We test 10 of the best high-control upgrade forks that’ll let you tackle the toughest trails lat out
It’s a big investment so you need to know where you’re best spending your money. We test 10 forks to the limit –
Suspension fork performance has been getting ever better as more manufacturers make a play for pole position. This year it’s really ramped up, to a point where it’s impossible to feel much difference between brands and price points with superficial car park bouncing. That’s great in terms of more riders getting an acceptable product, but what do you need to look for to get the best possible performance? We’ve pushed 10 of the latest and greatest forks right to the ragged edge over several months to see which are still gripping and ripping.
The first thing to consider is which forks will actually fit your bike, which is more complex than ever. Wheel size is the obvious factor – different forks are required for 26in, 650b and 29in bikes. Most 29er forks are also compatible with 650b+ tyres but not everyone offers that option, and even then, clearances can vary massively. Next, you must check that the fork is compatible with your front hub. Just when 20mm axles on trail forks seemed to have fizzled out in favour of a universal 15x100mm standard, along came 15x110mm Boost spacing, which needs a wider fork and hub.
It’s not just the wheel end to worry about, either. Forks are now available in different offsets (generally between 41 and 51mm), which can significantly change your bike’s steering behaviour. They can also vary in height (measured from axle to crown), even if their suspension travel is the same. Finally, some forks raise other compatibility issues – such as lacking space for a ‘fender’ style (fork-mounted) front mudguard or large-volume tyre, or not being designed to handle a 200mm brake rotor – which may be a deal breaker for you.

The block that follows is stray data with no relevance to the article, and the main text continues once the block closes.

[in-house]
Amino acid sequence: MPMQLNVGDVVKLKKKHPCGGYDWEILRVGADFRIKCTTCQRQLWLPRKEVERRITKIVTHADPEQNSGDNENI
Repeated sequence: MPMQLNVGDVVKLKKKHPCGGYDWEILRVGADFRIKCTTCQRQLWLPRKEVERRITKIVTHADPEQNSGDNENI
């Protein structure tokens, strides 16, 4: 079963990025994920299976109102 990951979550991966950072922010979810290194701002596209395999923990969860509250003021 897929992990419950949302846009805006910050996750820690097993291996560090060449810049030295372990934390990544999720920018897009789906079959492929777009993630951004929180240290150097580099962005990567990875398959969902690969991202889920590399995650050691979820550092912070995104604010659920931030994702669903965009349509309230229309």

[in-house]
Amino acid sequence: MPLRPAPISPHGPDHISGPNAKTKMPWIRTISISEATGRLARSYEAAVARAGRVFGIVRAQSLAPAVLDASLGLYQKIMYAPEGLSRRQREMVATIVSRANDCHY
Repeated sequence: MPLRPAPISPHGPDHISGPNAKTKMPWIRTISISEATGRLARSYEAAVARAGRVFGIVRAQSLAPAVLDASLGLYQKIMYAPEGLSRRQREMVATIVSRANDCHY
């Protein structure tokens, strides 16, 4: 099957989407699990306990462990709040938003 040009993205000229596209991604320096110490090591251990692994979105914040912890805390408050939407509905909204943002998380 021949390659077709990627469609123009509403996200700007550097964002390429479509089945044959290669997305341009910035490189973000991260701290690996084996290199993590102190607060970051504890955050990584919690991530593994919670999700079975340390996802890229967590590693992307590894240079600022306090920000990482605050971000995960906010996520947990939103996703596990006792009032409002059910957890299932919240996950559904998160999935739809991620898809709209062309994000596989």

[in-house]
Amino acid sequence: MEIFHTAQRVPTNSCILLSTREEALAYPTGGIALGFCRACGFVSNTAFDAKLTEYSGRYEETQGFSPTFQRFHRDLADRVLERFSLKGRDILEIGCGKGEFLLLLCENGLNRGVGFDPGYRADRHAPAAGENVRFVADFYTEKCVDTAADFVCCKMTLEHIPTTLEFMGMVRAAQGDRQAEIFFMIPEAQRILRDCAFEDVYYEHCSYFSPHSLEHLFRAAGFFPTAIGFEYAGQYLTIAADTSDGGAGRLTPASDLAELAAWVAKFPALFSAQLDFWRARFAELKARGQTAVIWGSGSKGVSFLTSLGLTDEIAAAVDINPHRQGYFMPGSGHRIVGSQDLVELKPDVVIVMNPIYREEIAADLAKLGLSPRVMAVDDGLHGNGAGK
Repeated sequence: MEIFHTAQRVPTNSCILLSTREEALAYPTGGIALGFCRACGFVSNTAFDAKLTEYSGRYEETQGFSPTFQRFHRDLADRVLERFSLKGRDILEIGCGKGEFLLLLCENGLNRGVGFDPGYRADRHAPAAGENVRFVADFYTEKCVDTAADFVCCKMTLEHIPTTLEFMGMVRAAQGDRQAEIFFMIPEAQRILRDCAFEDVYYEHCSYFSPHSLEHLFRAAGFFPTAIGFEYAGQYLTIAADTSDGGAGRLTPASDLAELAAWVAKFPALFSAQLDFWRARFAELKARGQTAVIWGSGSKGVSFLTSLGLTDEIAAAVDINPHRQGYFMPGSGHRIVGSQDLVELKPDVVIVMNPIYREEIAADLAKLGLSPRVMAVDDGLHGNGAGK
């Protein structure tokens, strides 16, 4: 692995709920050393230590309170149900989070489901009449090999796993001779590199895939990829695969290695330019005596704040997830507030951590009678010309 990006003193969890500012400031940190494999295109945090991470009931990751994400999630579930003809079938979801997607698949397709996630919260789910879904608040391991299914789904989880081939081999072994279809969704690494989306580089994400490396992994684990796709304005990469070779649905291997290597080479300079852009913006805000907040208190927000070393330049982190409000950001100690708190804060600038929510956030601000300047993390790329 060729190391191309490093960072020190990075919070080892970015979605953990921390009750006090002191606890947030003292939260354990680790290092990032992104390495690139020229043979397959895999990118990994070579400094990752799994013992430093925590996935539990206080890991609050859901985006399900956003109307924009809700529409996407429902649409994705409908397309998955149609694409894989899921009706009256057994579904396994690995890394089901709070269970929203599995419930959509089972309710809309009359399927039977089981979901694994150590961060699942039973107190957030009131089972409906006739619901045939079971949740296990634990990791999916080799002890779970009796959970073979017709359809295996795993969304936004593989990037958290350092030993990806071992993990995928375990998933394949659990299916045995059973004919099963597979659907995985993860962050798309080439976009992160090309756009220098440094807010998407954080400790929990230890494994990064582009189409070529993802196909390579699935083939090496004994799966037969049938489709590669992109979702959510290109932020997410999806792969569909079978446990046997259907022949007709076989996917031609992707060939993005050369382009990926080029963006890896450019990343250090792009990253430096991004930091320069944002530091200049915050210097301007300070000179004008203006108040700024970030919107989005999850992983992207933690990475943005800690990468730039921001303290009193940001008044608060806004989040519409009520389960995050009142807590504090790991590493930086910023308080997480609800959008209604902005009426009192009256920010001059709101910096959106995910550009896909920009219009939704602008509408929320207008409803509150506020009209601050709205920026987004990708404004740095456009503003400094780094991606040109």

That’s probably narrowed down the options a bit, which takes us to the thorny issue of budget. Most £300-£500 forks can only offer rudimentary rebound and compression control. In contrast, even the cheapest fork here has finely adjustable high and low-speed compression damping.
Our exhaustive testing proves that forks which sound similar on paper can perform utterly differently on the trail, and that finding your personal sweet spot of control can be easy on some but a patience-stretching process on others. Weight and chassis stiffness also have a big bearing on whether a fork will suit your riding style. This is why we make sure our reviews give you the most detailed appraisal and communication of real-world ride feel possible.